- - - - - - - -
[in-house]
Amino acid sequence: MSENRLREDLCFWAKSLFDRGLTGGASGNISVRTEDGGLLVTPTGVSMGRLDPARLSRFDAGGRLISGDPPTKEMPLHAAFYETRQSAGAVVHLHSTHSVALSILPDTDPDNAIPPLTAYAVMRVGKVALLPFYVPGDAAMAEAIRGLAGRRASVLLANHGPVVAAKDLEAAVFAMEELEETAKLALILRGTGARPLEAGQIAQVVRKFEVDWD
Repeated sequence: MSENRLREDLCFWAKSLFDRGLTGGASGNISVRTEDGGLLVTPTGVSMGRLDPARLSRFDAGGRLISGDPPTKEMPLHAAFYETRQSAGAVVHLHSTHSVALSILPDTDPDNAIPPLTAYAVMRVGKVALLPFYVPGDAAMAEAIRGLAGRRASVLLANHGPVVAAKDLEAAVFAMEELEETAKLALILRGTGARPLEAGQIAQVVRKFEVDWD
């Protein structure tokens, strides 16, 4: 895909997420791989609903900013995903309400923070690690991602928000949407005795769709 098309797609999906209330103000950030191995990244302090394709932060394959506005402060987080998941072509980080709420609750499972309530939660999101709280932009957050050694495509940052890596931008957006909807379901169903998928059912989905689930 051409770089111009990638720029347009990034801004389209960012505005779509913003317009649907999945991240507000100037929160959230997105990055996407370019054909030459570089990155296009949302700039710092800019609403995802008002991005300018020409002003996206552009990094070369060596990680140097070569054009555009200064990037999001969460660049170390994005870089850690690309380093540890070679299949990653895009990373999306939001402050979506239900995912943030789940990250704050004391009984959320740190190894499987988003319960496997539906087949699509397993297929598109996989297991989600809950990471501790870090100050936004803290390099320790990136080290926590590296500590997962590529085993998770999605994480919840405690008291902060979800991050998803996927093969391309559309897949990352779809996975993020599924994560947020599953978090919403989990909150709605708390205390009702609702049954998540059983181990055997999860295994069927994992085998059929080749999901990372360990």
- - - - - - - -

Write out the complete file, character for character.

[in-house]
Amino acid sequence: MSENRLREDLCFWAKSLFDRGLTGGASGNISVRTEDGGLLVTPTGVSMGRLDPARLSRFDAGGRLISGDPPTKEMPLHAAFYETRQSAGAVVHLHSTHSVALSILPDTDPDNAIPPLTAYAVMRVGKVALLPFYVPGDAAMAEAIRGLAGRRASVLLANHGPVVAAKDLEAAVFAMEELEETAKLALILRGTGARPLEAGQIAQVVRKFEVDWD
Repeated sequence: MSENRLREDLCFWAKSLFDRGLTGGASGNISVRTEDGGLLVTPTGVSMGRLDPARLSRFDAGGRLISGDPPTKEMPLHAAFYETRQSAGAVVHLHSTHSVALSILPDTDPDNAIPPLTAYAVMRVGKVALLPFYVPGDAAMAEAIRGLAGRRASVLLANHGPVVAAKDLEAAVFAMEELEETAKLALILRGTGARPLEAGQIAQVVRKFEVDWD
């Protein structure tokens, strides 16, 4: 895909997420791989609903900013995903309400923070690690991602928000949407005795769709 098309797609999906209330103000950030191995990244302090394709932060394959506005402060987080998941072509980080709420609750499972309530939660999101709280932009957050050694495509940052890596931008957006909807379901169903998928059912989905689930 051409770089111009990638720029347009990034801004389209960012505005779509913003317009649907999945991240507000100037929160959230997105990055996407370019054909030459570089990155296009949302700039710092800019609403995802008002991005300018020409002003996206552009990094070369060596990680140097070569054009555009200064990037999001969460660049170390994005870089850690690309380093540890070679299949990653895009990373999306939001402050979506239900995912943030789940990250704050004391009984959320740190190894499987988003319960496997539906087949699509397993297929598109996989297991989600809950990471501790870090100050936004803290390099320790990136080290926590590296500590997962590529085993998770999605994480919840405690008291902060979800991050998803996927093969391309559309897949990352779809996975993020599924994560947020599953978090919403989990909150709605708390205390009702609702049954998540059983181990055997999860295994069927994992085998059929080749999901990372360990």